Frizzle Top in Cycas revoluta

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Contents

Background:

"Frizzletop" is a dieback disease that affects the pinnae on Cycas revoluta plants.

Cause:

"Frizzletop" occurs in C. revoluta plants primarily because of the absence of (or an insufficient amount of) manganese in the soil.

"Frizzletop" is caused by an excess of lime, resulting in alkaline soil surrounding the affected plant; as a consequence of which manganese is not available to the plant. (Note: Manganese is important to healthy plant growth as it is needed to provide proteins).

"Frizzletop" often occurs in advanced C. revolutas planted in new housing estates, where concrete usage is common; and building rubble is used for fill " thus resulting in an excess of lime in the soil in garden beds.

Cure:

To restore the plant to normal, it is necessary to increase the acidity of the soil by making manganese available to the affected plant, through the application of Manganese Sulphate.

The application of Manganese Sulphate has a twofold effect:

  1. by supplying manganese for the plant, and
  2. by providing sulphur to make the soil more acidic.

Suggested Treatment:

Application, by watering-can, of Manganese Sulphate, combined with an accompanying application of a liquid fertiliser (e.g. Nitrosol). Liquid fertiliser is used as a means of assisting the plant to absorb the Manganese Sulphate.

The Manganese Sulphate/liquid fertiliser solution should be watered on to the fronds, the trunk (if applicable) and, also, on the soil immediately adjacent to the plant.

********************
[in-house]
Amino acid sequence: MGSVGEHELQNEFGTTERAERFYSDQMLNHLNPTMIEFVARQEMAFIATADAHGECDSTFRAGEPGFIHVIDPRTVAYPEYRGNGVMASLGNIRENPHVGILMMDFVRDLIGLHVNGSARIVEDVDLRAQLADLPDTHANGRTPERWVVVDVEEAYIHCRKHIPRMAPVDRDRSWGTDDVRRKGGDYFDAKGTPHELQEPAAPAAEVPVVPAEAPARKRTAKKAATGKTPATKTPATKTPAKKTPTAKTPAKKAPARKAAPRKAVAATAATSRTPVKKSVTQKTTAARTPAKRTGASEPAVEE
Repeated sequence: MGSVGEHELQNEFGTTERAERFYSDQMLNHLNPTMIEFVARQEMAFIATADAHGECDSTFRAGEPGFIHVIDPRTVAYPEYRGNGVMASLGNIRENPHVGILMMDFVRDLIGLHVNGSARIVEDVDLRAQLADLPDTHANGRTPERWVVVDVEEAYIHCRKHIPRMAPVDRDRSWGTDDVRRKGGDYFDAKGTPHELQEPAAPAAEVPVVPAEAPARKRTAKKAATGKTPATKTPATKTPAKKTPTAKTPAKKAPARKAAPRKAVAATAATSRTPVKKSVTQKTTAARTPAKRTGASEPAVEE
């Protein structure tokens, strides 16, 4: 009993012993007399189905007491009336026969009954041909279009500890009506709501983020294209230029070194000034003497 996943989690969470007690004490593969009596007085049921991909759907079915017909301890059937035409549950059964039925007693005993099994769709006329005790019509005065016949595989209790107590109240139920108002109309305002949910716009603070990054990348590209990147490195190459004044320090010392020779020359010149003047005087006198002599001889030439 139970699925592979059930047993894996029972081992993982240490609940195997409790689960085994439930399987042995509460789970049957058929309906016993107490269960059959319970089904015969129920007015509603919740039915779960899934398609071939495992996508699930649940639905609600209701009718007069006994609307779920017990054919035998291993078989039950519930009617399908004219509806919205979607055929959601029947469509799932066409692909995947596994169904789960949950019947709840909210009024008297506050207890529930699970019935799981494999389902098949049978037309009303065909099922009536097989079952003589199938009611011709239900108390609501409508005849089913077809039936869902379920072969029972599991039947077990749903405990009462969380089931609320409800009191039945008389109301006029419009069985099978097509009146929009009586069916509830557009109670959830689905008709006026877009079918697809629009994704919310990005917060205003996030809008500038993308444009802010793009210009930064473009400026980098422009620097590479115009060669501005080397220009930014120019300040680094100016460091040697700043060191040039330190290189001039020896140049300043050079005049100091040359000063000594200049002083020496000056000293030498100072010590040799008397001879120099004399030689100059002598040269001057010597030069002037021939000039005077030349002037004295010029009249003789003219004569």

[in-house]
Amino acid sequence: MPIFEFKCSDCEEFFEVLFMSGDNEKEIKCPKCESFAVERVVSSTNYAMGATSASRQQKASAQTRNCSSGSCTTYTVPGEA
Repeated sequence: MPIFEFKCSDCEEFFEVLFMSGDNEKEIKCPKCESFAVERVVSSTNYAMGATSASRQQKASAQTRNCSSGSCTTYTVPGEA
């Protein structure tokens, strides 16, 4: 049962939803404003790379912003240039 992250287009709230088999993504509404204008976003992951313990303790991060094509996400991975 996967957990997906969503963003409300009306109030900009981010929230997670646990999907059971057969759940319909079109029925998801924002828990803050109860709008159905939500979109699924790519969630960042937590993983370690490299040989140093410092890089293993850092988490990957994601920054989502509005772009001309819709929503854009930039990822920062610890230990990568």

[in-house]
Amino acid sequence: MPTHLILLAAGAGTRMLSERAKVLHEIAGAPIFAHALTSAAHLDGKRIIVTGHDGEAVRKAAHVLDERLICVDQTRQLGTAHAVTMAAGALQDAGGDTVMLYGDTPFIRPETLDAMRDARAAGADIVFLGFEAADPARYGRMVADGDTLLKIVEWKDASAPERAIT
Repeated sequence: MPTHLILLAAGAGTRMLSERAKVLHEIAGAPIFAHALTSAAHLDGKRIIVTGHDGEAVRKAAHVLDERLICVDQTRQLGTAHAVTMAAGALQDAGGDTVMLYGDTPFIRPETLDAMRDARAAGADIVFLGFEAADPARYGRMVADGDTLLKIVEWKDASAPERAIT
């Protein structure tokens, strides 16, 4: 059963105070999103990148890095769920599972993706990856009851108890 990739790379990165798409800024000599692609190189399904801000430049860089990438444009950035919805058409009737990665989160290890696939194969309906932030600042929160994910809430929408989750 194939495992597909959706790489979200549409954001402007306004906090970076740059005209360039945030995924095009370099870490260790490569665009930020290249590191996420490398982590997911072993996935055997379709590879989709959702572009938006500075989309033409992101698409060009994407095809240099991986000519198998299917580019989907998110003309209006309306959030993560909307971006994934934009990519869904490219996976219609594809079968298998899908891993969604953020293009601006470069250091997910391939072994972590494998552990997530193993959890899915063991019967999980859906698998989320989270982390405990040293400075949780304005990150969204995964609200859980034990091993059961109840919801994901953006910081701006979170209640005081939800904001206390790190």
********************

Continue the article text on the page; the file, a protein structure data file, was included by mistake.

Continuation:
The application of Manganese Sulphate generally should not exceed the manufacturer"s recommendations. One manufacturer"s suggested treatment is to dissolve 10 grams of Manganese Sulphate in 10 litres of water; however, in serious cases of "frizzletop" with mature/trunked plants, it may be advisable to apply up to 20-30 litres of the manufacturer"s suggested mixture, plus a proportionate amount of liquid fertiliser.

Treatment is recommended as soon as the problem of "frizzletop" is noticed. The treatment should be carried out on a seasonal basis after the onset of "frizzletop" is identified, but not during winter. Treatment is suggested in early autumn, early spring and early summer - and such treatment, over a 12 month period, should correct the manganese deficiency.

Once a healthy set of fronds is produced, the cure should be permanent - but to ensure its continued health, the plant should be fertilised periodically with a slow release fertilizer, so as to ensure that a sufficient level of available manganese is maintained.

It is extremely important that the unsightly fronds are left on the plant during treatment, so that they assist in the absorption of the applied solution of Manganese Sulphate/liquid fertiliser by the affected plant.


Figure 1. Cycas revoluta with "frizzletop".


Contributed by:

Craig Thompson and Paul Kennedy (Figure 1 by Craig Thompson)

External Links:

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